The Cost of Outrage

I love this image. It’s a view looking west from the ruins of Masada, perched 1300 feet  above the Judean wilderness. It’s a fortress. Inaccessible and almost impossible to conquer without large troop commitment.

Protest has always been a risky undertaking. The Judaean revolt, according to Josephus – a pro-Roman historian – began in 66CE, provoked by Greeks sacrificing birds in front of a synagogue. The Roman garrison did not intervene and violence spread. Subsequently, Nero appointed Vespasian to crush the rebellion, which culminated in the destruction of the Second Temple in Jerusalem in 70CE. Tacitus records that six hundred thousand men and women took up arms. Those who fled and were caught by the Romans were summarily crucified. A year later, the mopping-up operation culminated in a siege where 10,000 Roman soldiers stormed the fortress at Masada to find almost 1,000 defenders had committed suicide rather than face defeat. Today, new graduates of the IDF are sworn in at a ceremony at Masada, with a climb to the top and the oath ‘Masada shall not fall again’.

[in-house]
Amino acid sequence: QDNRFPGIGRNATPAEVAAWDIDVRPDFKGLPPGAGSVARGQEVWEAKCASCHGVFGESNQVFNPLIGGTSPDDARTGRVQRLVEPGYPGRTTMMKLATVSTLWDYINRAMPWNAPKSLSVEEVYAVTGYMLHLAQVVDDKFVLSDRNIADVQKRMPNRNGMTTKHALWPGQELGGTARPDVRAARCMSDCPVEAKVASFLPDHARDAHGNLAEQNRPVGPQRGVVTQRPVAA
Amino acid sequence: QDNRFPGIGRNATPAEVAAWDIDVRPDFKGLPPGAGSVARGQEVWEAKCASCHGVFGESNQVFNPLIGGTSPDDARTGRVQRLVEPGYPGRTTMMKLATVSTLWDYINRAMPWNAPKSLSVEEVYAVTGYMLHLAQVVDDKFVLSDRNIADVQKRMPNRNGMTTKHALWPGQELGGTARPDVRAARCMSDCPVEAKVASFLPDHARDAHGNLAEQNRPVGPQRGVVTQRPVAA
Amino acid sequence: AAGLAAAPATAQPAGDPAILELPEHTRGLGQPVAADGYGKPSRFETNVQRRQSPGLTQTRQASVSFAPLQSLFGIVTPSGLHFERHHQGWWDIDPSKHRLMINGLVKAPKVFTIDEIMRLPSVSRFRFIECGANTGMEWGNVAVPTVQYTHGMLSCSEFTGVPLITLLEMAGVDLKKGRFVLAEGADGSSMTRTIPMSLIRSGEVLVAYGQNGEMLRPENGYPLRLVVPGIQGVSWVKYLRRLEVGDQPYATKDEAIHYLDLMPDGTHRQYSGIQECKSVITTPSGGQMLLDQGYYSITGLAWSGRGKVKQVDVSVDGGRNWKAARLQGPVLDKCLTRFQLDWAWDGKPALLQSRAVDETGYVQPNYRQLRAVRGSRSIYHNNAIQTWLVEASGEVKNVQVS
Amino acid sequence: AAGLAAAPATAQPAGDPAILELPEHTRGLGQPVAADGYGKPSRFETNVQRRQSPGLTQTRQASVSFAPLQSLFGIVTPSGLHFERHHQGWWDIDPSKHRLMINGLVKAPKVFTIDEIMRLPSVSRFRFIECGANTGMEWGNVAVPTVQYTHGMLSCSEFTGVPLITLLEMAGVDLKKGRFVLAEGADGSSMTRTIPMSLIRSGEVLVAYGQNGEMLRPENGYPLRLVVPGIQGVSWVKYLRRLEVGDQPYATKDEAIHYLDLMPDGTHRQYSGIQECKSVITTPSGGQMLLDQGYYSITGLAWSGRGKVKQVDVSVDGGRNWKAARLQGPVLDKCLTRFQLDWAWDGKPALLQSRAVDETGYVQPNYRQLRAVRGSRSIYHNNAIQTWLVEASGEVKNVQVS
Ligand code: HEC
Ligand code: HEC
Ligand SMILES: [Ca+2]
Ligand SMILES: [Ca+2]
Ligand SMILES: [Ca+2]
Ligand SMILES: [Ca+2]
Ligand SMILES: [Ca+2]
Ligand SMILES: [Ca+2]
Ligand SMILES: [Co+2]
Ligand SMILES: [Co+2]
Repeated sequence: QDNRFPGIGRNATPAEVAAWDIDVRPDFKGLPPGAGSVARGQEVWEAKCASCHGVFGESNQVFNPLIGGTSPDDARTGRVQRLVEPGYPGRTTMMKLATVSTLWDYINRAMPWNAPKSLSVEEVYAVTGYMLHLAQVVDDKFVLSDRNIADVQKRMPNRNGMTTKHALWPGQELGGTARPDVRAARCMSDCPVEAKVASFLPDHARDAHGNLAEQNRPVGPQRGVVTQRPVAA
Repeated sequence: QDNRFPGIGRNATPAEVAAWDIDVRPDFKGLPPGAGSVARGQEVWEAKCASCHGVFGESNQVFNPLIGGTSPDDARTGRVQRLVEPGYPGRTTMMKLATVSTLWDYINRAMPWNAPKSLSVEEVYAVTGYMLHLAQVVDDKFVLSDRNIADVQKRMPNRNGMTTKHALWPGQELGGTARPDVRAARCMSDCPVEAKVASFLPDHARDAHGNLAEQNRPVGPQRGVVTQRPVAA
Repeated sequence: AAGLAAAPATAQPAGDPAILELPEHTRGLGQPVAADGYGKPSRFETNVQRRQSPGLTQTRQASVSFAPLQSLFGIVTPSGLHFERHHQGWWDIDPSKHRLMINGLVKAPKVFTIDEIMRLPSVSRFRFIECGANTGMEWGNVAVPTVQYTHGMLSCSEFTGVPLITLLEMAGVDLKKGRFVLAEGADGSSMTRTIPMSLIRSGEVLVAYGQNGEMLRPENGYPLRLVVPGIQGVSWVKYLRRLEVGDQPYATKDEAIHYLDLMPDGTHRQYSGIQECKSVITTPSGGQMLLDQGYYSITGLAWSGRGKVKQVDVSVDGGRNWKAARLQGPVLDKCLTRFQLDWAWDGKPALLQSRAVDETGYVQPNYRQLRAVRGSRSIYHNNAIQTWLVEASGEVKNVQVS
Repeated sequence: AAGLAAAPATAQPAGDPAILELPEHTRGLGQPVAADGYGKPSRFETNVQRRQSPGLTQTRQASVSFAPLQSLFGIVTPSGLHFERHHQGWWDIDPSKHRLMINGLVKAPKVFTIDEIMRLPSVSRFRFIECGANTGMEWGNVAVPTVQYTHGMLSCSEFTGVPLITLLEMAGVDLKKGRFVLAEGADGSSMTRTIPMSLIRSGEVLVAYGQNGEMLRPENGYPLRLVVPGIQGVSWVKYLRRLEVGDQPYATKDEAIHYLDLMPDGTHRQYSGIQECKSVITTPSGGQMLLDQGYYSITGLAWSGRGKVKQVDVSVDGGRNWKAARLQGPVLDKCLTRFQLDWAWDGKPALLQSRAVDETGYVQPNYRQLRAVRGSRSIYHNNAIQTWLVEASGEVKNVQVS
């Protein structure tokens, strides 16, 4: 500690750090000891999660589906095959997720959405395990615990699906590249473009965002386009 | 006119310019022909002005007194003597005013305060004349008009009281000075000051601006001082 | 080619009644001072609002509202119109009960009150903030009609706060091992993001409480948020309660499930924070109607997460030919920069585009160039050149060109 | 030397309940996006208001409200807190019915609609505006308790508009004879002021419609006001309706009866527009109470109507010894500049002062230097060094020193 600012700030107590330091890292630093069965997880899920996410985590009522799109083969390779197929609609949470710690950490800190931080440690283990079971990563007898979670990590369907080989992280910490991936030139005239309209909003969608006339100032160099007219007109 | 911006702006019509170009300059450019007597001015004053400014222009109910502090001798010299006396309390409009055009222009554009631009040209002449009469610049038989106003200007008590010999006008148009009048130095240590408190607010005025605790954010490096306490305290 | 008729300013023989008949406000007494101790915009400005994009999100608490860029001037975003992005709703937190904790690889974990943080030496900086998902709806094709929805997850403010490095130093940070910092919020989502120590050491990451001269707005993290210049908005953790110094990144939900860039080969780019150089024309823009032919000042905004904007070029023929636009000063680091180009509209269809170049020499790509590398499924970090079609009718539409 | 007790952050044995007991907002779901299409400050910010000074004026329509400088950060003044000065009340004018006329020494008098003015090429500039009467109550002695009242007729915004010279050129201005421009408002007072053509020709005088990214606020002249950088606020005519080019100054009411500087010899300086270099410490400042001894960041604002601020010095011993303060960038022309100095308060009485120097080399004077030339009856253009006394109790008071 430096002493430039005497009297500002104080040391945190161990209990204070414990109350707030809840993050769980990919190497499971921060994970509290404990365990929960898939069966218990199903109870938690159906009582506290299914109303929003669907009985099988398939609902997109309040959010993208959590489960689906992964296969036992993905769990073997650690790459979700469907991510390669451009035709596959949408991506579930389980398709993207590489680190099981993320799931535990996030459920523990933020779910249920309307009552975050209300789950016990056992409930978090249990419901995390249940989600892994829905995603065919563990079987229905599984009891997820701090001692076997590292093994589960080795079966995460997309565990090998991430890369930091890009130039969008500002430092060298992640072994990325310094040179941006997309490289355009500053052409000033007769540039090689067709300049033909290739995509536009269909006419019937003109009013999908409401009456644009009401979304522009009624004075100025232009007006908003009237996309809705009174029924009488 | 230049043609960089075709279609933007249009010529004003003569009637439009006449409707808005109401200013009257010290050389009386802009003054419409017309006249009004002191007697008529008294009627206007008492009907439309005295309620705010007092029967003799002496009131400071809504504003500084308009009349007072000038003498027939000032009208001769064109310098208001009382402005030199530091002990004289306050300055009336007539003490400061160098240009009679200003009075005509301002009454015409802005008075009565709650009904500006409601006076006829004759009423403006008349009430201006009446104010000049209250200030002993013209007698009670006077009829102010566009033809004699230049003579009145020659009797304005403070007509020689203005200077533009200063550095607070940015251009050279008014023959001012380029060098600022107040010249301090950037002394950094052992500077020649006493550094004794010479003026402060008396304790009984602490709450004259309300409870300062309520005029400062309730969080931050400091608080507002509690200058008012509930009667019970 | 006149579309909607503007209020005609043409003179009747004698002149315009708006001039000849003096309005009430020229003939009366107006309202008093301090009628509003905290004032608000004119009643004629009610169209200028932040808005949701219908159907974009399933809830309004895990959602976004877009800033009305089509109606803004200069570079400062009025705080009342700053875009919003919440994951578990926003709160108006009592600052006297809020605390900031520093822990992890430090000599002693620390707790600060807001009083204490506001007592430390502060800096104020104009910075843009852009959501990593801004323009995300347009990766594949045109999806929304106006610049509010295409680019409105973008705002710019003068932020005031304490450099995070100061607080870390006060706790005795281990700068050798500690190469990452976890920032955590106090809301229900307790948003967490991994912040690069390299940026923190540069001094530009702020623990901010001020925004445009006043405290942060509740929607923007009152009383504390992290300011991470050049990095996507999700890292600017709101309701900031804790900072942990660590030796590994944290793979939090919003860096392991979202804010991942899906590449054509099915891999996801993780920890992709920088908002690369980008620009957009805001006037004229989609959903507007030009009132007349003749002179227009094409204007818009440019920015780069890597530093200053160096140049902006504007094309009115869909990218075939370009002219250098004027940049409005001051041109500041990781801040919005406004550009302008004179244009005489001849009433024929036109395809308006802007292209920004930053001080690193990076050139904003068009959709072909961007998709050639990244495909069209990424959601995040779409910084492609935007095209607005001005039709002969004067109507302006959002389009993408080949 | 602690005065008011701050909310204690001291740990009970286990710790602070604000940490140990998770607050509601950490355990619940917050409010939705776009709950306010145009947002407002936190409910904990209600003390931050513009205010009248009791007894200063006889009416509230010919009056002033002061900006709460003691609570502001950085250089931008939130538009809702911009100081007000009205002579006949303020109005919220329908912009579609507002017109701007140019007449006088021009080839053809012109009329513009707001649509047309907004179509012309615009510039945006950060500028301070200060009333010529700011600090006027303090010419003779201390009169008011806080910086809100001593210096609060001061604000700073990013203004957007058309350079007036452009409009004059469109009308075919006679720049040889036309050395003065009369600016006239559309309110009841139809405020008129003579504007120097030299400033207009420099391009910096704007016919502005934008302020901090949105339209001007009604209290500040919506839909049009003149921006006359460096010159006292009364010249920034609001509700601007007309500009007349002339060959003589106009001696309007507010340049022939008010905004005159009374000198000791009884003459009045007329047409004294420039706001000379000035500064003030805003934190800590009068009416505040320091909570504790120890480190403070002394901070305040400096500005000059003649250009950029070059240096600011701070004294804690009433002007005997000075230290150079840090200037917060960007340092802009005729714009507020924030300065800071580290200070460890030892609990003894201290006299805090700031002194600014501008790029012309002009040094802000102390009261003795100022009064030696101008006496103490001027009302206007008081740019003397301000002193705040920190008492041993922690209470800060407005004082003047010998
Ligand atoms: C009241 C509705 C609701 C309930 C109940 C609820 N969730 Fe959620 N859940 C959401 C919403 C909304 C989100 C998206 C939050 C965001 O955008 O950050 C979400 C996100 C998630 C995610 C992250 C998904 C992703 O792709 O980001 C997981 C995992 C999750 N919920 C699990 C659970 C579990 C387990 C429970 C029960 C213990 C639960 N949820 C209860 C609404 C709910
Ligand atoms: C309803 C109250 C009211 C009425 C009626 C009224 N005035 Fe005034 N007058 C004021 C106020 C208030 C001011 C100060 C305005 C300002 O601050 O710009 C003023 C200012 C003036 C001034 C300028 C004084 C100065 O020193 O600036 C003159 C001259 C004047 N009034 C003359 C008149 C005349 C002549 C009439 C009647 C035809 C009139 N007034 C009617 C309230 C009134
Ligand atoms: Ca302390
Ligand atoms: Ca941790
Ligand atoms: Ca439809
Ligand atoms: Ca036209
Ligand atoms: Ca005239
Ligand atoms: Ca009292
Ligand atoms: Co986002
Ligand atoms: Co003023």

Outraged people take risks here, too, and their outrage is often well-founded, since human rights violations are so frequent here as to be almost commonplace. Brave souls publish editorials and articles in the national Press which expose events  and sometimes even individuals, stripping perpetrators of their cloaks of secrecy, woven around family ties and tribal favours. There may be a payoff. Those who engage in such risky activities may feel a little like the defenders at Masada, nervously waiting.

One thought on “The Cost of Outrage

  1. I remember reading a book about Masada when I was about 14. I wish I could remember the title – I'd read it again. The nail biting tension as the holdouts argued about strategy caused me to put the book down at regular intervals, walk around the yard outside to calm down, and then return to see how much closer the Roman soldiers were to the top.
    The experience of the 'brave souls' who strip away secrecy is probably just as tense… if not more so. Once discovered, no stone walls to delay destruction. Risky business.


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